Tenderpreneur (South Africa)

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Tenderpreneur 🇿🇦
Location: South Africa
SouthAfrica map.png
Author: Prof. Laurence Piper and Dr Andrew Charman
Affiliation: Political Studies Vision Statement, University of the Western Cape Sustainable Livelihoods Foundation

Original text by Prof. Laurence Piper and Dr Andrew Charman

‘Tenderpreneur’ is a South African colloquialism for a businessperson who uses political contacts to secure government procurement contracts (called ‘tenders’) often as part of reciprocal exchange of favours or benefits. The term is a portmanteau of ‘tender’ (to provide business services) and ‘entrepreneur’. Today, ‘tenderpreneurs’ are associated with corruption, nepotism and clientelism. This is because the award of many tenders is driven by informal interests and/or political affiliation, rather than the requirements of formal procedure. The informality of ‘tenderpreneurship’ thus resides in these extra-legal social and political relationships.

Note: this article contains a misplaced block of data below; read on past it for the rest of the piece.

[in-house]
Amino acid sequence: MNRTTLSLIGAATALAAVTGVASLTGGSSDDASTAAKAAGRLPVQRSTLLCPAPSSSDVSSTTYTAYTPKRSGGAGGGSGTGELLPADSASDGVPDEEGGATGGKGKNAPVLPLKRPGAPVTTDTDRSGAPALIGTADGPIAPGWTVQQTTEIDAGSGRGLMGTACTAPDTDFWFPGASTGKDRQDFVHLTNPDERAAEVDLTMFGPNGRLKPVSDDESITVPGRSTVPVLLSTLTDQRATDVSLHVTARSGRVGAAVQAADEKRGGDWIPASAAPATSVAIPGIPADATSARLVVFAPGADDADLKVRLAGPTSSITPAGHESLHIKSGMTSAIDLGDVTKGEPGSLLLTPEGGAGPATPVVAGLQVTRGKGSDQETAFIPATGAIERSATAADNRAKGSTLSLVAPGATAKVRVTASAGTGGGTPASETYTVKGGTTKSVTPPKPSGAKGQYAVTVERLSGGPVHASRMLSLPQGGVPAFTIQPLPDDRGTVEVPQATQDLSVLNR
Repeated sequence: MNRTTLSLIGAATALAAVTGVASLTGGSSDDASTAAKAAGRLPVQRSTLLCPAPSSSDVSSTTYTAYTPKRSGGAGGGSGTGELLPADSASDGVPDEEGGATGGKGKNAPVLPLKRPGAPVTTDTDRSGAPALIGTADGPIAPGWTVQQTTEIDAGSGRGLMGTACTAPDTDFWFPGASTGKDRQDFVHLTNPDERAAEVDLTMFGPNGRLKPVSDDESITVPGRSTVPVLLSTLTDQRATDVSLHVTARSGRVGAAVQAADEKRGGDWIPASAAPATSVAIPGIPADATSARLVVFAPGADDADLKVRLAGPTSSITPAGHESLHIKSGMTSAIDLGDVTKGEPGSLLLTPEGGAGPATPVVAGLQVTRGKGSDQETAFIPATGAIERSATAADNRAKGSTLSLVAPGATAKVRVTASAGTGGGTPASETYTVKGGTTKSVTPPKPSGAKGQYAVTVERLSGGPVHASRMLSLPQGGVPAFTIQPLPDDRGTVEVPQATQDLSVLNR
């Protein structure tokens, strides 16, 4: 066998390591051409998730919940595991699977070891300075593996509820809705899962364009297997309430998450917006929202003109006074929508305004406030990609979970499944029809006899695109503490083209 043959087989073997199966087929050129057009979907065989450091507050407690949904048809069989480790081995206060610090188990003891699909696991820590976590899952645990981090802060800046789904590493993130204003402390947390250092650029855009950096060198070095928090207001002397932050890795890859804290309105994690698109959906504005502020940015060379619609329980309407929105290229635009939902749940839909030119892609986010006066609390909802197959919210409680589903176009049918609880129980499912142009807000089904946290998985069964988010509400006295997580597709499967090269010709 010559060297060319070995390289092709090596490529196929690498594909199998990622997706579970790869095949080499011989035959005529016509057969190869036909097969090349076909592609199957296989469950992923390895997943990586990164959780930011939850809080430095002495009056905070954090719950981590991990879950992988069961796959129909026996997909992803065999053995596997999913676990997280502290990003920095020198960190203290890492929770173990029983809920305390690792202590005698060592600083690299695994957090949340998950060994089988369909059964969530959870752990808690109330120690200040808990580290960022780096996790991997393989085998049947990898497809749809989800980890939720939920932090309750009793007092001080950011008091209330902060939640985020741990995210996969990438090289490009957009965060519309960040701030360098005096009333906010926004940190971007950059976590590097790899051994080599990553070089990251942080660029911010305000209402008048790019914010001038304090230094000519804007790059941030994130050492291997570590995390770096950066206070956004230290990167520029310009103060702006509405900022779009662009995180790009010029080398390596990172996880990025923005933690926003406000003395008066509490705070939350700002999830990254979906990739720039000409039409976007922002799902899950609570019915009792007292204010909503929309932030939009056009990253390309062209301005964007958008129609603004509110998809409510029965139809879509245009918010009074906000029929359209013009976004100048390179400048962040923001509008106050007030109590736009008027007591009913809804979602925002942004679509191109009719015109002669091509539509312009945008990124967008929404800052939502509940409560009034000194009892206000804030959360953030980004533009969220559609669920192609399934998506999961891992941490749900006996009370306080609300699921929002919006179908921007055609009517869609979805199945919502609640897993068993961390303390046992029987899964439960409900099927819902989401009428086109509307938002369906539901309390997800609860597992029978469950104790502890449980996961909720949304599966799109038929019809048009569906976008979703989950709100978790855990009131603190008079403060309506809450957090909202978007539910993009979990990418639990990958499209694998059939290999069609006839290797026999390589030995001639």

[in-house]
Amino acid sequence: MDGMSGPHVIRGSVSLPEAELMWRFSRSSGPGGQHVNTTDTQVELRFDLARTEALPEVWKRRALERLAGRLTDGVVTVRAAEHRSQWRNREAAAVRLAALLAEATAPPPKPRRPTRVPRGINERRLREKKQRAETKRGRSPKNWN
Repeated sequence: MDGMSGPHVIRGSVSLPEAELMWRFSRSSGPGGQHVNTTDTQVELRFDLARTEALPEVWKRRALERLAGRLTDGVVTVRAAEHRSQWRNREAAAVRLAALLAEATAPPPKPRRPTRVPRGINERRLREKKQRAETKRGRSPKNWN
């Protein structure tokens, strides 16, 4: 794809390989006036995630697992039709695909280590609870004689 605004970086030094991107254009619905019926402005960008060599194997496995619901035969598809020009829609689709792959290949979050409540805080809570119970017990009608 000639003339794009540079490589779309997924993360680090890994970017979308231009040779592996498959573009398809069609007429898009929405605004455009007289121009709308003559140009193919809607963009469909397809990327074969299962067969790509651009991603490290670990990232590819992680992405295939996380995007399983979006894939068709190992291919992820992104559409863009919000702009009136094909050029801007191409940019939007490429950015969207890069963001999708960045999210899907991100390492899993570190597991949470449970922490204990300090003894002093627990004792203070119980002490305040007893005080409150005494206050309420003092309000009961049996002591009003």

The term ‘tenderpreneur’ first emerged during the rule of President Thabo Mbeki (1999-2008). Initially, the term had an ambivalent meaning, with both positive and negative undertones (Dlamini 2010[1]). On the one hand, it was associated with the advancement of black entrepreneurs who entered into the private business sector on a legitimate basis under the framework of state policies to enable the advancement of ‘black designated groups’ in commerce and industry. Thus the South African Constitution, in terms of Section 217, permits organs of the state to implement preferential procurement to advance opportunities for persons previously disadvantaged under Apartheid (Constitution 1996[2]). These policies successfully enabled commercial opportunities for black businesses as partners and outright suppliers, who would otherwise struggle to compete within a private sector dominated by established white owned businesses. Key policies to advance this objective include the Preferential Procurement Policy Framework (PPPFA 2000[3]) and the Black Economic Empowerment (BEE) Act and subsequent Broad-Based Black Economic Empowerment Act (BBBEE 2004[4]).